The Treq application serves for searching Czech-, English-, and Spanish-foreign languages dictionaries, which have been automatically created based on data derived from the parallel corpus InterCorp. It enables users to search for all possible equivalents used in translations, or to find synonyms.

Treq is an online application (the only thing we need to use it is a web browser) and it is accessible without registration to all users at treq.korpus.cz. Apart from that, it is also possible to use Treq via an API.

To use Treq, start by specifying the desired language pair by selecting source language (the language of the query) and target language (the language of the potential equivalents). The query can be entered either as a specific word form, as a lemma (Lemma), as a multiword unit (Multiword) or using regular expressions (RegEx). The query can also be made case insensitive (A = a). Depending on the Restrict to: parameter, result retrieval can target different text types: the fiction-oriented core texts, specific collections, or the entire corpus. Then enter your query (Query:) and click Search. The query result is a list of all translation candidates of the given word, sorted by decreasing frequency by default. By clicking on a particular candidate, you can browse its occurrences in InterCorp and check the translation contexts. The reported frequency may differ since the corpus query may also find instances where the potential equivalent corresponds to a different word.

Alignment principle

First of all, when preparing data for Treq, only sentences that are aligned 1:1 are selected from the entire corpus. We restrict ourselves to this simple alignment because it tends to be more reliable; especially in the case of automatically aligned texts, potential errors can be prevented.

The next step is to perform an automatic word-to-word alignment using GIZA++ 1). In older versions of Treq, a method called intersection was used, creating only such alignments where one word in the source language corresponds to one word in the target language, e.g.:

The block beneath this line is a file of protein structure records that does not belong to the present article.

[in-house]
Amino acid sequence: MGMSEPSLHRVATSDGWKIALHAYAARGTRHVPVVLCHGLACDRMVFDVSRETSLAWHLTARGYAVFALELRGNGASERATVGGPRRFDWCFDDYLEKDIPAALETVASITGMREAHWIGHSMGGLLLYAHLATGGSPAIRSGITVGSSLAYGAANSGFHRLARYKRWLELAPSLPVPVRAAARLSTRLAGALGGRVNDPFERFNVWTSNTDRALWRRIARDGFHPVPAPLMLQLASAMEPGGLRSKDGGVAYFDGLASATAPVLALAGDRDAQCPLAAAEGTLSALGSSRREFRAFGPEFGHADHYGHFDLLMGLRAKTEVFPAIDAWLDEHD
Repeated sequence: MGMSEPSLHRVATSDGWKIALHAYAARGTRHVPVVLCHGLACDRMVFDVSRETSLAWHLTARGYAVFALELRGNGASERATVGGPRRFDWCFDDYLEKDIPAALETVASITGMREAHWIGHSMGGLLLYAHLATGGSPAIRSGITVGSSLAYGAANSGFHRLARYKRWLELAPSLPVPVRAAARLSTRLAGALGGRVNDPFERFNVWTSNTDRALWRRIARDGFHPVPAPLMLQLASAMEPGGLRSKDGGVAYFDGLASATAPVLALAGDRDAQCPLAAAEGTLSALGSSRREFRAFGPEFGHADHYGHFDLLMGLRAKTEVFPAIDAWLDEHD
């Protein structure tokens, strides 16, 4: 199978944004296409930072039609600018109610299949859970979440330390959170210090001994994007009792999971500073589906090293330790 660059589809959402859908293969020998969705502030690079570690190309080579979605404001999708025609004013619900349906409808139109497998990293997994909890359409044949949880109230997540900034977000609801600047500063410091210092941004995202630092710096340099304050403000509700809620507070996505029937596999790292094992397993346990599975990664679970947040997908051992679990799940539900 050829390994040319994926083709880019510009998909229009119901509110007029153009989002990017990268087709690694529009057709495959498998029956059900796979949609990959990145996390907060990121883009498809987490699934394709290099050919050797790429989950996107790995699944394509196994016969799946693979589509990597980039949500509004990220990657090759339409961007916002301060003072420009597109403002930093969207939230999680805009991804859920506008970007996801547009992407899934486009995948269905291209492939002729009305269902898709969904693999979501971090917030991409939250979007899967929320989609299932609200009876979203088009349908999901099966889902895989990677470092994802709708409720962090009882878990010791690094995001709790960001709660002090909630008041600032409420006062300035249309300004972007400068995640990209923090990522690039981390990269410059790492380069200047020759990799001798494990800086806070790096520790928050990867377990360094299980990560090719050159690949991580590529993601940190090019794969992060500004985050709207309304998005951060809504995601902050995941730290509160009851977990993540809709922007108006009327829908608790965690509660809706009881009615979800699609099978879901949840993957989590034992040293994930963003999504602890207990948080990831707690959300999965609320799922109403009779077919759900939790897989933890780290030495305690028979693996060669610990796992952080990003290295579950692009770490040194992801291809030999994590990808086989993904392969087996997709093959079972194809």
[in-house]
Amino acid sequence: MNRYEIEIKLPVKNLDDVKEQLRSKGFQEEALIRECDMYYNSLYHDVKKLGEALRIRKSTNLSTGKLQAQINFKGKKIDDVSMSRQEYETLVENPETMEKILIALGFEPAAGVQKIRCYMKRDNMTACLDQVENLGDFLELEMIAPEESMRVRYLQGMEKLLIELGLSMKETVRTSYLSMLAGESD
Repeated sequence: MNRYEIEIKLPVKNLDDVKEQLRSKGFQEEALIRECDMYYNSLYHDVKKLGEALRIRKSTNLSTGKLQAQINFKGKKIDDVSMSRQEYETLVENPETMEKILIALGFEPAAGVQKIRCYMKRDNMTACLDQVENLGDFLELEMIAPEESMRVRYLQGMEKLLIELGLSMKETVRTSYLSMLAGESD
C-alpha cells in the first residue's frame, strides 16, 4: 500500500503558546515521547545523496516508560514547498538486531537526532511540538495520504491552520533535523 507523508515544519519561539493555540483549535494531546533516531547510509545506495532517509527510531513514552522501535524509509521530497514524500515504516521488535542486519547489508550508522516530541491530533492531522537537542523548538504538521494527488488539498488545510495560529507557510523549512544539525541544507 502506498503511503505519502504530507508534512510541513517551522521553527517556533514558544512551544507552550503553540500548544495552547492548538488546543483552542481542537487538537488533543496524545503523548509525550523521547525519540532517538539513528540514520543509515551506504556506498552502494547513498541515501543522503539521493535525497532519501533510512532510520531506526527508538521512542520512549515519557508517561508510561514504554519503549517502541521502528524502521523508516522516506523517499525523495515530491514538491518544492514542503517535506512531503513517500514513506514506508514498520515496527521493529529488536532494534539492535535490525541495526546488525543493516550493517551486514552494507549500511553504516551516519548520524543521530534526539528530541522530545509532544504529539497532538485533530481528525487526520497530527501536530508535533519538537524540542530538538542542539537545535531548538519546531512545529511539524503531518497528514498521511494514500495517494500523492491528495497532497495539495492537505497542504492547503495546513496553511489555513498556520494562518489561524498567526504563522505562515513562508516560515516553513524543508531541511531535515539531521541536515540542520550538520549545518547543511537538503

that is, the first word in the source language (0) corresponds to the first word in the target language (0), the second word (1) corresponds to the third one (2) etc. Starting with release 2.0, apart from this simple alignment method the grow-diag-final-and method has also been used, as it allows the creation of more complicated alignments containing more than one word on both sides of the translation. Such an alignment may look like this:

(Note the difference: the first word in the target language (0) now corresponds not only to the first (0), but also the second (1) word in the target language.)

From such an alignment we choose – using a simple script – the largest possible number of combinations of words that this alignment allows. In both cases, the aligned pairs of (multiple) words are then sorted and summarized. The result of this automatic excerption is not revised in any way. However, the relative frequency of the corresponding pairs may serve as an indicator of the relevance of the equivalents. The more often the equivalent of the word or multi-word unit occurs in comparison with other equivalents, the greater the likelihood that it is a plausible translation.

The table below indicates in what proportion the frequencies found in KonText are with those displayed by Treq. It also specifies the different data types at each stage of their processing for Treq, considering the IC v9 English component (multi-word variant).

Step by step, you can see the gradual loss of data that is used in the resulting dictionary. In the first step, we only use a 1:1 sentence alignment – thus 20.7% of sentences are lost. Subsequently, both one- and multi-word equivalents are selected based on an alignment made by the GIZA++ tool. However, the relationship between the size of the original corpus and the number of extracted equivalents can not be clearly predicted, especially in multi-word equivalents, where various combinations of the same words arise (see bold pairs below). For example, an alphabetical list of Czech-English couples extracted from the second example sentence would look like this:

a – and

chybný – bad

krok – move

lidí – people

naštvalo – angry

považovalo – been widely regarded as

považovalo za – been widely regarded as

považovalo za – regarded a

se – made

Spoustu – lot of

to – This

to – very

za – regarded a

. – .

In the third step, lines that are the same on both sides of the alignment are added together throughout the text. This will give us the list and the frequency of the equivalents. Finally, in the last step, we exclude all the counterparts containing the punctuation in order to get the final version of the dictionary. For all language pairs where the lemmatization is available on both sides of the alignment, we apply the same procedure to the lemmatized form of data (na počátek být stvořit vesmír . – in the beginning the universe be create .).

Application pictures

Input form
Simple searching in the German-Czech section
Advanced searching (via RegEx) in the English-Czech section

How to cite Treq

Vavřín, M. – Rosen, A.: Treq. FF UK. Praha 2015. Available on WWW: <http://treq.korpus.cz>.

Škrabal, M. – Vavřín, M. (2017): Databáze překladových ekvivalentů Treq. Časopis pro moderní filologii 99 (2), s. 245–260.